Sunday, October 30, 2011

The survivors

I'm slowly learning that which varieties are cold hardy and freeze tolerant.
 Here are the details, in the above bed are bulls blood beets, sputnik arugula, red champoin radishes, and a few Chiogga beets.  Below are Napoli and Royal Chantenay carrots.  Both of these beds are currently being protected by row cover only.
 This bed contains Cortland yellow onions, Rossa di Milano red onions, Lincoln and Scotland Leeks.  These are under plastic and are going to get an added mulch of leaves and straw in the next week, we're hoping to overwinter these until spring.

Rainbow Chard above, before a good trim down so that we can place some row cover without breaking too many leaves.
I haven't pictured them here but I still have Lacinato Kale, Waltham broccoli, and Champion collard greens without any extra cover at all.  We're going to eat these up then pull them out once the snow flies.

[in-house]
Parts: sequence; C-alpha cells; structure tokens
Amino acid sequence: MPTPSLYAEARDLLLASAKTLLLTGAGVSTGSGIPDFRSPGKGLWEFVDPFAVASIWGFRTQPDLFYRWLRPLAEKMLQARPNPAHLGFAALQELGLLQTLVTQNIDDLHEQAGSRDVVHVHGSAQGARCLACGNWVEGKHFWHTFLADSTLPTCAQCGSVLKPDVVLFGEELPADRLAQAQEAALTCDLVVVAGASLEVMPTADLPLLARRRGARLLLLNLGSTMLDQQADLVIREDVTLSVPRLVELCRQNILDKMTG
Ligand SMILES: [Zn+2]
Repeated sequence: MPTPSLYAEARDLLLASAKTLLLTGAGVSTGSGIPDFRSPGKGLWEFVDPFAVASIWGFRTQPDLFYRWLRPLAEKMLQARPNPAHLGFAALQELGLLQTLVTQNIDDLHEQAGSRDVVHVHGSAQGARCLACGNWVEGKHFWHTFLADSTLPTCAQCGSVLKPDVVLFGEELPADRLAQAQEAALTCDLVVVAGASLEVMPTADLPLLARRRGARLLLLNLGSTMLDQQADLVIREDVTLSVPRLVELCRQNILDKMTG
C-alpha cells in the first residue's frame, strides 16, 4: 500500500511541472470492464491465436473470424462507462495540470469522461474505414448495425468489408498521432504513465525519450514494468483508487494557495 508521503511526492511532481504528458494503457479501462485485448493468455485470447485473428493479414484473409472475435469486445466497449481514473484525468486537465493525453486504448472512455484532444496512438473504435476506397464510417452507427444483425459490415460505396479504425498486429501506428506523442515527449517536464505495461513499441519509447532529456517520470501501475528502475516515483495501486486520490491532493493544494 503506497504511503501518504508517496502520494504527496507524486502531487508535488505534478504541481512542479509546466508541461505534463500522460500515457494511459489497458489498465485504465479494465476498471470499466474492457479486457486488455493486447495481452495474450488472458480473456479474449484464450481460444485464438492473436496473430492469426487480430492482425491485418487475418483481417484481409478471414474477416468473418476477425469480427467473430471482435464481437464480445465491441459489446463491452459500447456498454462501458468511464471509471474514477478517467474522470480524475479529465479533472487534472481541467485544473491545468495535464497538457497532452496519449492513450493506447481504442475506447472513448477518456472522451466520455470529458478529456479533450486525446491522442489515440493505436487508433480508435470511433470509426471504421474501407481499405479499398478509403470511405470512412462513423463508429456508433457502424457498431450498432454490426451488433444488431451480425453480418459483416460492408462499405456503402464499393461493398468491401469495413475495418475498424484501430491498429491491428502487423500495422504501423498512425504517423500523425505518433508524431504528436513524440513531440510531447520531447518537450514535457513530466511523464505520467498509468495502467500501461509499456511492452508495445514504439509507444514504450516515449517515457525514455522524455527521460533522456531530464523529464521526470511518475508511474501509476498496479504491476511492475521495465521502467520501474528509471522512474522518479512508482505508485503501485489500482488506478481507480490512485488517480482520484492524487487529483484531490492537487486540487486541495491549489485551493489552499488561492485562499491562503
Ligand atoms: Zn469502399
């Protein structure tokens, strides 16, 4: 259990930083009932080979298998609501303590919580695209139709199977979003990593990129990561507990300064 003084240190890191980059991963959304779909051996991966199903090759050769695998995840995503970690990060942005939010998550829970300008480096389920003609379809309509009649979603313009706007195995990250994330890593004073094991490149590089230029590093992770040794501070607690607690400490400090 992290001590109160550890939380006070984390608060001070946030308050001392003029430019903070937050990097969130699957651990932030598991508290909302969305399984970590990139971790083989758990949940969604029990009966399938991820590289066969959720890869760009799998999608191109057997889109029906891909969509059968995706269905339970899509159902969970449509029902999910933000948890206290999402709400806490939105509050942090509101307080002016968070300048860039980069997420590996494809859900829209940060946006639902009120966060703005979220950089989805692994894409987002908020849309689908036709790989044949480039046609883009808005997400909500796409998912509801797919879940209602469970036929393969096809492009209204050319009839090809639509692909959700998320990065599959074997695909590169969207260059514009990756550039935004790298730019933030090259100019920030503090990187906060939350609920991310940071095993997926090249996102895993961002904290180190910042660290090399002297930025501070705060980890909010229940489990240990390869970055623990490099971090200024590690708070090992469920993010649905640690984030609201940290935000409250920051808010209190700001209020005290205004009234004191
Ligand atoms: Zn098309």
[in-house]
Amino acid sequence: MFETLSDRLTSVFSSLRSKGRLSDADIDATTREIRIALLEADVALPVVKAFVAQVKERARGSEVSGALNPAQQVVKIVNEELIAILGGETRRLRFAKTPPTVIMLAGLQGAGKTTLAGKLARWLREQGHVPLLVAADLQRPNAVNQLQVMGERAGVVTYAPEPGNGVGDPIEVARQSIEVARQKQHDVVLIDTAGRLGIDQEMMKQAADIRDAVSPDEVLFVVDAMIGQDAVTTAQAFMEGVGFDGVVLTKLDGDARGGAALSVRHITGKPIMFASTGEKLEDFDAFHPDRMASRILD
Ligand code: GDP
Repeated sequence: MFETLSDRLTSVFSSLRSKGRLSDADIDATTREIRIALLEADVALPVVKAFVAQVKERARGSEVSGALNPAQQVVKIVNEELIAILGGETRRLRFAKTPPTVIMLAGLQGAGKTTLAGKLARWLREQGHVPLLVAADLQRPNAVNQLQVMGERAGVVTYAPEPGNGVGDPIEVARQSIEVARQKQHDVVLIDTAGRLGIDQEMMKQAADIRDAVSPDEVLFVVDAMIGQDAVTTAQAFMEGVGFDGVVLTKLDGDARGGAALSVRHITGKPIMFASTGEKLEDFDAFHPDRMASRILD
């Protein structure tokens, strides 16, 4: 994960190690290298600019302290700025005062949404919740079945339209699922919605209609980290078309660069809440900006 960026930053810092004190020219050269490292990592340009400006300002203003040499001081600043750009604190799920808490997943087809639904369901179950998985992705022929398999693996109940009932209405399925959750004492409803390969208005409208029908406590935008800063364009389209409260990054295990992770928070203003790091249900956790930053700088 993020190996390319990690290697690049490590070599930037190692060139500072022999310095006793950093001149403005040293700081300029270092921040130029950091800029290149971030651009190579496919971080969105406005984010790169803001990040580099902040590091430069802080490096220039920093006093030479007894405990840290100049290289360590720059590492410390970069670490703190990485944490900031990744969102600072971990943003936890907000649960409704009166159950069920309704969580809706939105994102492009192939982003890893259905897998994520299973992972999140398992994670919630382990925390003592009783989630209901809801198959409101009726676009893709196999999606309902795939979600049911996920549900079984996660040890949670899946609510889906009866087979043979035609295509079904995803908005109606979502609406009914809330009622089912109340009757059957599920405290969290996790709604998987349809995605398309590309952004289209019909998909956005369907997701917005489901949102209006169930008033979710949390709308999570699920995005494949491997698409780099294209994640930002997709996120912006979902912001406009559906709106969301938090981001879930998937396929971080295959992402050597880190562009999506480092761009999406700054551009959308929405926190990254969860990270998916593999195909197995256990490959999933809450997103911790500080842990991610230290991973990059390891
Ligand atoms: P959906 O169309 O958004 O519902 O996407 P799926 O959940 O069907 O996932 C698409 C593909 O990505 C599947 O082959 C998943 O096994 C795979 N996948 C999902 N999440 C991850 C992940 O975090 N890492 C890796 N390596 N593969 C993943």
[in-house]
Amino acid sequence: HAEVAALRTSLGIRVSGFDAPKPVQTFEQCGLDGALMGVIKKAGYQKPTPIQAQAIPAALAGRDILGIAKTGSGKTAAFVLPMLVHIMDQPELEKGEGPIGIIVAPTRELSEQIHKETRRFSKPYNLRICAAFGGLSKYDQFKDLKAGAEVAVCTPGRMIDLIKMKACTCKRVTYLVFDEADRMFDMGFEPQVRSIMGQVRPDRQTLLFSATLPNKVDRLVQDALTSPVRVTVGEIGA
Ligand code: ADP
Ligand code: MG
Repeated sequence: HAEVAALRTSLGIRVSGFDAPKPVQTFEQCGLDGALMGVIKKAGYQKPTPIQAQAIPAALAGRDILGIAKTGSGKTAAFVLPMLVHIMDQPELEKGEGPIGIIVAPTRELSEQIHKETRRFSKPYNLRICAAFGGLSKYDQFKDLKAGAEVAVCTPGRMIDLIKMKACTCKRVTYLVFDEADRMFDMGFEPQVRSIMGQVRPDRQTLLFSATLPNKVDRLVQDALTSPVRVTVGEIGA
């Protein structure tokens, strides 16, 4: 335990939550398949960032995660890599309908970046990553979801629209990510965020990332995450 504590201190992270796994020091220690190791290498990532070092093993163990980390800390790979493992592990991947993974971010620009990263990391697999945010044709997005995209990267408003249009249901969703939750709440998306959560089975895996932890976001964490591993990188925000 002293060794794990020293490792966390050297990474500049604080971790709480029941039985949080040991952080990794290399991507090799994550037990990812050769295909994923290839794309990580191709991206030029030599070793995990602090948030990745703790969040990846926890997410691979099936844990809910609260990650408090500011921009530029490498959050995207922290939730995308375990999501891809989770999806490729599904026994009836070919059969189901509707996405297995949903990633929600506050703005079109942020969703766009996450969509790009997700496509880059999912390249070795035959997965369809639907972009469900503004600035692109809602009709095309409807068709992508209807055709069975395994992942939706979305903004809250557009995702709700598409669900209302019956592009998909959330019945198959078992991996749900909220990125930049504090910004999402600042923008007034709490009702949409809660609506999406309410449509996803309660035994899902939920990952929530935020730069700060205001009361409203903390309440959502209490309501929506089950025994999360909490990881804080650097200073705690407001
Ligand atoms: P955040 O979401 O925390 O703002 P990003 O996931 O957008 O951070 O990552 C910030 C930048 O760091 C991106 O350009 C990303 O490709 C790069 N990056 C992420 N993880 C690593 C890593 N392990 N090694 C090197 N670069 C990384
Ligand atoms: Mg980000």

It turns out that this part of the garden maintenance is pretty low key and very high yield for the amount of time and work I'm putting in.  And yes, I have some help as always.


Anonymous said...

How did this winter garden make out? I am planning to try this in Ontario this winter. I have some new raised beds that I will be putting a lid made of plexiglass on one of and row cover on the other. Just starting with two very small beds this year to see how this works.

Johanna said...

Our winter beds did well, that said we had a very mild winter last year. We ate carrots all winter, the greens grew until about mid December, slowed down substantially, then picked back up in February. Good luck with your winter garden. Let me know what grows well.

Winter, finally (and seriously)

I planned to start this blog last spring as my garden flew into action, but then got into the actual work of gardening and abandoned the task. However, today its winter, really winter. I'm wearing long underwear and sitting under a blanket and I'm still cold.
Today is the shortest day of the year so from here on in it gets better. I look forward to longer days, that's for sure. But I'll also tuck in and enjoy winter's freeze and snow, it does mean skiing after all. Maybe more importantly is the snow pack - without snow there isn't water for the West.
The end of the year and the solstice are a good time to think back on the last 365. I have no reason to complain and feel really lucky about the last year and really hopeful about the year to come.